Author Archive: Assemblyman Upendra Chivukula

Water Companies Need to Rehabilitate Infrastructure

Recently, I was at New Jersey American Water’s Canal Road Water Treatment Plant to discuss New Jersey’s Water infrastructure organized by the Somerset County Business Partnership and New Jersey American Water. I was thankful for the opportunity to share my thoughts as an engineer who worked in the industry for 30 years and became a policymaker and chairman of the Assemblyman Telecommunications and Utilities Committee.

One of the important outcomes of the session was the need to accelerate the replacement and rehabilitation of this critical infrastructure using a BPU program that can be used by water companies to address aging infrastructure in a way that is both accelerated and financially prudent to rate payers.

Offshore Drilling off Atlantic Coast Poses Grave Risk to Jersey Shoreline

Promoted by Rosi Efthim

The catastrophic proportions of one of the largest oil spills in U.S. history with more than 210,000 gallons of oil is continuing to leak daily from a ruptured oil rig in the Gulf of Mexico is continuing to threaten the shores of Louisiana and Florida. The unprecedented underwater leak has led to hundreds of thousands of gallons of crude oil spewing unchecked into the Gulf and moving to the coast, between the mouth of the Mississippi River and Florida.

The “potentially unprecedented environmental disaster,” as President Obama describes the Gulf of Mexico oil spill which was caused by an explosion and fire on the Transocean Deepwater Horizon drilling rig followed by a ruptured well. It is sadly noted that 11 workers were killed in the explosion. In addition, the total bill to include clean-up and compensation for damages could exceed $14 billion.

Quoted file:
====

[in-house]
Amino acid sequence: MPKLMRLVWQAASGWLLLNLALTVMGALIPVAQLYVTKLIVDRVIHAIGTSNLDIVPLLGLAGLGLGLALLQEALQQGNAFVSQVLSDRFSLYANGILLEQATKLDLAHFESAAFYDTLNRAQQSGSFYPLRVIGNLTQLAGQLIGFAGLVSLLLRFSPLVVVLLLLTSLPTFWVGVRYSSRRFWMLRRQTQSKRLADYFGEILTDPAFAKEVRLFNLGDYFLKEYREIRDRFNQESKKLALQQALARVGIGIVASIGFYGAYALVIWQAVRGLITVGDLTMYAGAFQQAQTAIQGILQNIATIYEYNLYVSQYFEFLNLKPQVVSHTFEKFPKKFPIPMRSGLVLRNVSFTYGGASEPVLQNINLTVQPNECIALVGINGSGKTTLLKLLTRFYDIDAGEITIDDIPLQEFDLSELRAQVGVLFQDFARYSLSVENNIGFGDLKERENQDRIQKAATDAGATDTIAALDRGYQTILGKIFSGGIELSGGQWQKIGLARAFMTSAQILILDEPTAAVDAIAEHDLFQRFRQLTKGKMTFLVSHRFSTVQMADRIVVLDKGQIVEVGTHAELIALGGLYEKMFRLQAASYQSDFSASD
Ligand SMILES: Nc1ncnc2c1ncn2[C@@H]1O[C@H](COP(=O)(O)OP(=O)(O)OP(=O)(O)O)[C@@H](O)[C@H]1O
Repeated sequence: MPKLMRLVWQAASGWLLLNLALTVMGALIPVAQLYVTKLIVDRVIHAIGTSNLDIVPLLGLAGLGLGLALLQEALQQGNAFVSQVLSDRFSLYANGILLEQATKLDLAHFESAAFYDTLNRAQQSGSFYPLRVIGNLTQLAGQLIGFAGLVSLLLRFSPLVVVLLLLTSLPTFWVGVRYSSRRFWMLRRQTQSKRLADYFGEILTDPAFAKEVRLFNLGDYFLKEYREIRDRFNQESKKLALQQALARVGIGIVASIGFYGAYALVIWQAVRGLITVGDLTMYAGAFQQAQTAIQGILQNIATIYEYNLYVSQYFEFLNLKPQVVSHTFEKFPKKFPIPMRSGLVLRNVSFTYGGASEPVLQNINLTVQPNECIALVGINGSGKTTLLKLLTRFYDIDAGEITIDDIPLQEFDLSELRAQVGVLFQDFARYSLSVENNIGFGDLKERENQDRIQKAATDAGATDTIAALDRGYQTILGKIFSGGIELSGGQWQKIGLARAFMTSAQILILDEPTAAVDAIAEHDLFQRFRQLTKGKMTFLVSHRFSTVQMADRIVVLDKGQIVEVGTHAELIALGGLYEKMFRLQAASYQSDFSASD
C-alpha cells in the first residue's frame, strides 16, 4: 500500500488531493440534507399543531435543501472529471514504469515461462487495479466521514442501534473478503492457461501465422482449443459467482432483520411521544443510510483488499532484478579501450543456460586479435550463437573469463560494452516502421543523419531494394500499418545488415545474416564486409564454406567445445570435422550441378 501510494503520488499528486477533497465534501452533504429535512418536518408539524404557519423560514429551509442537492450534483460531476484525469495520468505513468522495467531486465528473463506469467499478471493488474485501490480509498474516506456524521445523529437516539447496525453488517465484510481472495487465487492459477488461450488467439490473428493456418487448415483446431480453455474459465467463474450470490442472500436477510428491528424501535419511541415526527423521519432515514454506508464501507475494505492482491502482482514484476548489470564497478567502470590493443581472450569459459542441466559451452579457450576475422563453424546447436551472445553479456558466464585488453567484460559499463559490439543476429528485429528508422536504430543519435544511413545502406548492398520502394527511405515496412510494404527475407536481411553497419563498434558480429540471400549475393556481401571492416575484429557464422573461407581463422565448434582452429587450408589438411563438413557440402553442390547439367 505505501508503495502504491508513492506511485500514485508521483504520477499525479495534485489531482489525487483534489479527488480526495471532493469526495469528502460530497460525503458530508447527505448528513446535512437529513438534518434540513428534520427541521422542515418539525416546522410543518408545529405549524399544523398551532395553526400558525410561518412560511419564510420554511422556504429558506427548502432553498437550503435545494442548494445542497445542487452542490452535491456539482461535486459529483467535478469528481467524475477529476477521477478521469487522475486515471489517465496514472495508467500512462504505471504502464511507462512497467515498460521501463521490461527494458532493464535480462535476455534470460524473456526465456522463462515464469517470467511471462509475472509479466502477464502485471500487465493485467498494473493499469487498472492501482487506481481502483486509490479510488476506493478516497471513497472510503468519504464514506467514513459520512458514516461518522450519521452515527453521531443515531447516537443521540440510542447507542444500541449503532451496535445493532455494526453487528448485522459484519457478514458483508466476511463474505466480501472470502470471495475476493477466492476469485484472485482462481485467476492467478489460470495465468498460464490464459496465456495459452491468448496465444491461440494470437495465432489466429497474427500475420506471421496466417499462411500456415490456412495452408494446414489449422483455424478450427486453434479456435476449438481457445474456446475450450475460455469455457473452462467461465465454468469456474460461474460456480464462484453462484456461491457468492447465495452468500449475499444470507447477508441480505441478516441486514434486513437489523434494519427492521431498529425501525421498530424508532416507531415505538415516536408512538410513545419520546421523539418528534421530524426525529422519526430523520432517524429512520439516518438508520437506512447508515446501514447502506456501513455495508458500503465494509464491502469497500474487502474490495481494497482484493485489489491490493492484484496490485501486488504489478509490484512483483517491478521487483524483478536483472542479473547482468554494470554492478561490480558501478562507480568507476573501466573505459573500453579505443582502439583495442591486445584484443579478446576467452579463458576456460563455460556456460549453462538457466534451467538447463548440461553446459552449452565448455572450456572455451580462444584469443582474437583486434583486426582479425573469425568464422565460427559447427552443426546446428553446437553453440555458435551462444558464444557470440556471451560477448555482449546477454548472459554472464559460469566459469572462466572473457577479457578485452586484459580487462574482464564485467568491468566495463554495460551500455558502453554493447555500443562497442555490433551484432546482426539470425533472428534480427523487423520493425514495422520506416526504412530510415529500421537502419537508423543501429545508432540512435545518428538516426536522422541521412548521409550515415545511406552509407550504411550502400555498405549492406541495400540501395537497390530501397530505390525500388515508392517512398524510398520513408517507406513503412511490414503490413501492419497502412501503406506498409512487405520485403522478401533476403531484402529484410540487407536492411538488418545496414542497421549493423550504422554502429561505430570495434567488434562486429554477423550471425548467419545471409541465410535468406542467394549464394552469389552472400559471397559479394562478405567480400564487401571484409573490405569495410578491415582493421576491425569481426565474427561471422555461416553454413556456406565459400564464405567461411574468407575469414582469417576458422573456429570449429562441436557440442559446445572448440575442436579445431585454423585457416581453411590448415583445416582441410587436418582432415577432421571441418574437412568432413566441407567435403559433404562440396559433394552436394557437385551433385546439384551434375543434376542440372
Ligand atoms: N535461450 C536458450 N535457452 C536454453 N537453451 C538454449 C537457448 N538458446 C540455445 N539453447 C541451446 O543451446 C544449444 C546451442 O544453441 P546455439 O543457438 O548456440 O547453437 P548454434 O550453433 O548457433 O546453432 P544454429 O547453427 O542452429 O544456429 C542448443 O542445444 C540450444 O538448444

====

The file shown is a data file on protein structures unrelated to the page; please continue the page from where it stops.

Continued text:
Environmental scientists estimate the ecological and biological consequences could last for years, if not decades. These include, oil remaining in the sediment of a marsh for 20 years, complete plant and animal species being wiped out, and oyster reefs being endangered. Several attempts to contain it have been unsuccessful and only estimated 15 to 20 percent of oil can be recovered from water.

Then, there is the question of corporate responsibility of the London-based BP Plc that owned the oil involved in the recent spill as well as the regulatory environment that oversees the offshore drilling. Three years ago, BP was reeling from accusations of putting profits before safety because of the high incidence of on-the-job accidents in its Texas City refinery, including a deadly explosion. That was turned around by new management, but, it appears that accidents still continue.

Gov. Christie Talking The Talk; But, Is He Walking The Walk?

Promoted from the diaries by Rosi

Gov. Christie is talking the talk, but, is he walking the walk? That would not seem to be the case from his proposed $158 million cuts to the state’s highly successful Clean Energy Program administered by the Board of Public Utilities and the zeroing out the $65 million in Regional Greenhouse Gas Initiative (RGGI) funds – raised in state auctions of unused quotas by companies to entities that ‘pay to pollute.’